Wednesday 15 January 2020:
The last official day in Kyoto, my solo trip almost coming to an end. There’s no other better place to visit than Arashiyama – the place that I LOVE so very much from the bottom of my heart, the place that holds great weight and importance, and the place that is the reason why I will choose to keep coming back to Kyoto.
I chose to take the JR Sagano line from Kyoto station, and alighted at the Saga Arashiyama station. From there, it was a quick 10-15 minute walk towards the famed Arashiyama Bamboo Forest. Even though I had Google Maps ready, it wasn’t very necessary because there were a flock of other tourists who were all heading in the same direction so I had them as my guide.
Even though this was my second time visiting the bamboo forest, it never fails to amaze me. The lush, dense greenery provided by the countless of tall sturdy bamboo trees were my silent companions as I strolled along the pathway. Peace, serenity, calm – these were the feelings I experienced in that very moment.
From the end of the bamboo forest trail, I headed off to my next destination: Iwatayama Monkey Park! Google Maps led me on a rather private route since there was no one following my path, but that made my whole experience even better as it truly felt like I was in my own personal bubble. I emerged from one of the small roads and found myself standing by the river bank. On one end of the river, there was a small hut and an elderly man sitting serenely while watching the scenery. That scene inspired me greatly for some reason – it made me envision a future in which I would be like him when I grow old; retired and enjoying the beauty of nature.
Countless of pictures later, I crossed the Togetsukyo Bridge and ended up on the other side of the river bank. From the bridge, I made a right turn as per Google Maps instructions. The entrance to the Iwatayama Monkey Park is a little hidden, so here’s a little tip: after turning, you should see an entrance to a shrine-like place marked by a tori gate. Climb the stairs leading to the tori gate and turn LEFT – there should be a gantry like entrance and that is where you’d have to pay 500 YEN for the entrance fee.
From the gantry, it’s a 20 minute hike up the mountain. The hike is fairly easy, and there are benches along the way should you need a break in between. As you ascend higher and higher, the view becomes increasingly beautiful.
There weren’t any monkeys throughout my hike up the top of the mountain. However, when I reached the summit, which was also where the monkey viewing area was located, I was INTIMIDATED. There were so many monkeys prowling about, and it didn’t help that the moment I climbed up, some of the monkeys were fighting over food so there was a lot of screeching and howling. Thankfully, I got over my initial fear pretty quickly after realising that they won’t attack you out of the blue. Just don’t do anything silly or disrespectful and all will be good.
I actually enjoyed my time at the summit very much, and spent more time there than I thought I would. Being someone who likes to people-watch, this translated into an interest in monkey-watching as well. It’s so fascinating to just sit on the benches so kindly provided, and watch the monkeys go about their daily life. It’s oddly nice watching how they’d scratch each others backs, baby monkeys following their mothers and getting breastfed, mischievous imps stealing food from one another and getting into squabbles…much like humans really.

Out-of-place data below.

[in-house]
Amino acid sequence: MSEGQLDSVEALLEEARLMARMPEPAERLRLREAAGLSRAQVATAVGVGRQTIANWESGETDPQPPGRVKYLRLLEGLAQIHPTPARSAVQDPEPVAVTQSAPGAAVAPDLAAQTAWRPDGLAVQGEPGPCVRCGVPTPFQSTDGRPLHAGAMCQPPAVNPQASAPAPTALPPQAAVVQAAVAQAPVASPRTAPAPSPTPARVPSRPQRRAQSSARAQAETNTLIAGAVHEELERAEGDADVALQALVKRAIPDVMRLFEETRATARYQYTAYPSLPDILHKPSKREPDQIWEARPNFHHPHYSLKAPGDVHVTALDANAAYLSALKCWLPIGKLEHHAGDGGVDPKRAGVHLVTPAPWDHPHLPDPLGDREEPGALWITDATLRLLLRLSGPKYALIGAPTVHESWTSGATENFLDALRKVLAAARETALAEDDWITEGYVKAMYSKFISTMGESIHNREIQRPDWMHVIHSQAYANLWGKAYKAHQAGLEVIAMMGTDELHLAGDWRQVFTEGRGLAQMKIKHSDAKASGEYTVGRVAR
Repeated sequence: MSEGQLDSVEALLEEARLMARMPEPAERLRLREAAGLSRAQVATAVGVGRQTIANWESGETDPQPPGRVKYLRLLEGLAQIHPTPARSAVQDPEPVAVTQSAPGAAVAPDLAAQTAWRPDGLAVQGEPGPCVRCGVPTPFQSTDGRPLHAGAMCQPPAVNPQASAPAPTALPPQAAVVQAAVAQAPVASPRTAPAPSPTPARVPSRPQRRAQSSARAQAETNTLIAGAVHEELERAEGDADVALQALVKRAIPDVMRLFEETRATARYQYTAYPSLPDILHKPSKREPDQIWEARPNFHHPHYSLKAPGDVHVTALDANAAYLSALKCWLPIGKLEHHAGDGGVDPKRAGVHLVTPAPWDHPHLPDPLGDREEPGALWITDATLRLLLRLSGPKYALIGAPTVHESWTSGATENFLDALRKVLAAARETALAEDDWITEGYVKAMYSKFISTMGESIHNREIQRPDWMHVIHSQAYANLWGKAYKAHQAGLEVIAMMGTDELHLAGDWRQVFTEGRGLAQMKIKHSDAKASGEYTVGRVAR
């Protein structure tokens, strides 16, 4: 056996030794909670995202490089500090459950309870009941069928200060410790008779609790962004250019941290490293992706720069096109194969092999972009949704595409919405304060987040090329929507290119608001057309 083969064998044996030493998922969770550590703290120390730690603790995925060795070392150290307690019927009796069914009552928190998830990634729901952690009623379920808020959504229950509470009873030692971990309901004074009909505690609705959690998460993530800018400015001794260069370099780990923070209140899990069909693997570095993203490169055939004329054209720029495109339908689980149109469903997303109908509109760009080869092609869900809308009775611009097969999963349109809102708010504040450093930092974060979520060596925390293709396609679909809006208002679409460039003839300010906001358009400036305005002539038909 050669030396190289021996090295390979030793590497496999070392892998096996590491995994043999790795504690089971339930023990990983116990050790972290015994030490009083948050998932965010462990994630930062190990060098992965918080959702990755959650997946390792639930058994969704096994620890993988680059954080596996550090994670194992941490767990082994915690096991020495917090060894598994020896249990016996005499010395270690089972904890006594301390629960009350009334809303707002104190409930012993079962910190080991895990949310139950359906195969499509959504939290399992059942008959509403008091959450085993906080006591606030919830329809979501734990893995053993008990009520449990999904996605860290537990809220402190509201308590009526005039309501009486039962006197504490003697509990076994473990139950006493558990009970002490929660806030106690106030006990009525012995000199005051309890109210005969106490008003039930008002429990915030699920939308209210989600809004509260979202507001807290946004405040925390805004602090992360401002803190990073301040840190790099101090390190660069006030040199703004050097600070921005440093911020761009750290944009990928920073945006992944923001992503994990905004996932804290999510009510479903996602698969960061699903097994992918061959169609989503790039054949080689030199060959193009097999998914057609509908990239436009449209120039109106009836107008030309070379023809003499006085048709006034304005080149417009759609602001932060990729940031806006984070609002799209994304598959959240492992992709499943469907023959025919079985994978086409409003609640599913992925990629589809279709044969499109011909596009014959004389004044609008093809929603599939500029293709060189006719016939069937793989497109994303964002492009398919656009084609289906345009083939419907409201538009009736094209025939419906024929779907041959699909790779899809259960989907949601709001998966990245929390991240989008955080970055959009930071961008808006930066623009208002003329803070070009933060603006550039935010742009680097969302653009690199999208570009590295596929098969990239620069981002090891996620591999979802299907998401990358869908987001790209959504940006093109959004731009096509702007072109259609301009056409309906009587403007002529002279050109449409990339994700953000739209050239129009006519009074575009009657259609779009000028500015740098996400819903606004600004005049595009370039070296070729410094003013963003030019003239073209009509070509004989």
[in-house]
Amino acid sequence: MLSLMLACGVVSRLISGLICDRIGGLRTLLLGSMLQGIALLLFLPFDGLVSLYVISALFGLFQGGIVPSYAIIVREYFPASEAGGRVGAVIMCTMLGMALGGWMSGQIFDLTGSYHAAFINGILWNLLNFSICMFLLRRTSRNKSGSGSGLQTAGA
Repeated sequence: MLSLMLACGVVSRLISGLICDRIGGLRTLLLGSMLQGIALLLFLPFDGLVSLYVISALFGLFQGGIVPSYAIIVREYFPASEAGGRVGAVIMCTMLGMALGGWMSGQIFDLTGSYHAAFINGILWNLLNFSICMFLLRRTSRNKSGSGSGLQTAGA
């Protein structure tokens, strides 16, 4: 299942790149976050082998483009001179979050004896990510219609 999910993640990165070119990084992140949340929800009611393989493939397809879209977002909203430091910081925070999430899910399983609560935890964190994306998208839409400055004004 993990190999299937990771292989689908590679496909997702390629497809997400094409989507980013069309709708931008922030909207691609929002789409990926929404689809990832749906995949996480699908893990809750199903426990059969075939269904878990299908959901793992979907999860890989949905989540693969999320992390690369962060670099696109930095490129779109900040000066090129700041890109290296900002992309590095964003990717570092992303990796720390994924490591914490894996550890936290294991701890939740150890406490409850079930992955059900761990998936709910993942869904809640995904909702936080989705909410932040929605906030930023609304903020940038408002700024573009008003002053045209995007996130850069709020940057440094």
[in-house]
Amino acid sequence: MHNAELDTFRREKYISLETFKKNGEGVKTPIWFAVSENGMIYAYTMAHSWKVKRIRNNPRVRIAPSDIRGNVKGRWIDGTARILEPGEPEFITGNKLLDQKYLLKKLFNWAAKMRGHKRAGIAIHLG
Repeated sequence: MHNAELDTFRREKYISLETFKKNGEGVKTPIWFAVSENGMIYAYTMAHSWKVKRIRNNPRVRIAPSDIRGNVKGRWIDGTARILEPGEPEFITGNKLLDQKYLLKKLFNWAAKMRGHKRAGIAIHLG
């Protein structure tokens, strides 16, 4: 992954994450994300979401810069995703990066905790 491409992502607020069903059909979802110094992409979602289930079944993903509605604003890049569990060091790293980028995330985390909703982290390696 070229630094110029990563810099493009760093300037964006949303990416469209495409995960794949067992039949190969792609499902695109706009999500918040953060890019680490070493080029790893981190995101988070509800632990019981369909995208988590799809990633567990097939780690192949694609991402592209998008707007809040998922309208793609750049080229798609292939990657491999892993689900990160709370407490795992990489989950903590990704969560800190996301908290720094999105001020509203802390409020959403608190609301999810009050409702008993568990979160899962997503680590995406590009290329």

I was extremely enthusiastic and took countless of pictures and videos of every little thing.
Apart from the monkeys, the scenery at the summit was amazing – being that high up meant having a bird’s eye view of the land below as well as the surrounding mountains which acted as the perfect backdrop.
A good hour and a half later, I was finally willing to descend for lunch. The restaurant which I planned to patronise was none other than Saga Tofu Ine (main branch). I had my first taste of their food 3 years ago, when my family and I stumbled across it by accident as well. I remembered how I admired their food presentation, and the pleasant vibe of the restaurant so I wanted to revisit once more. During my second time in Kyoto, I was hoping to dine there but ended up missing my chance so I swore I wouldn’t miss it this time round.
Since it was 12 noon and not the peak lunch period, I was very lucky to get a window seat at the corner. There was a beautiful view of the mountains, and I could catch a glimpse of the busy streets filled with people.
My lunch consisted of: 1. A bucket of silky smooth beancurd skin in rich soy milk 2. A bowl of multigrain rice which was absolutely fragrant and delicious 3. Some tofu side dishes which I do not know the name of 4. A bowl of steaming hot miso soup 5. Dessert in the form of something that resembles chewy dango. All the dishes were neatly arranged on a black tray, the different cutlery and plates complementing one another.
Lunch that afternoon was extremely satisfying. Not only were my tastebuds pleased, my eyes were blessed. I was able to well and truly take my time to enjoy the meal in a state of pure bliss.
Despite being only noon, I was already so HAPPY and contented. It felt like nothing could get even better. But no, there’s more. Stay tuned for part 2 of the BEST day of my existence! 🙂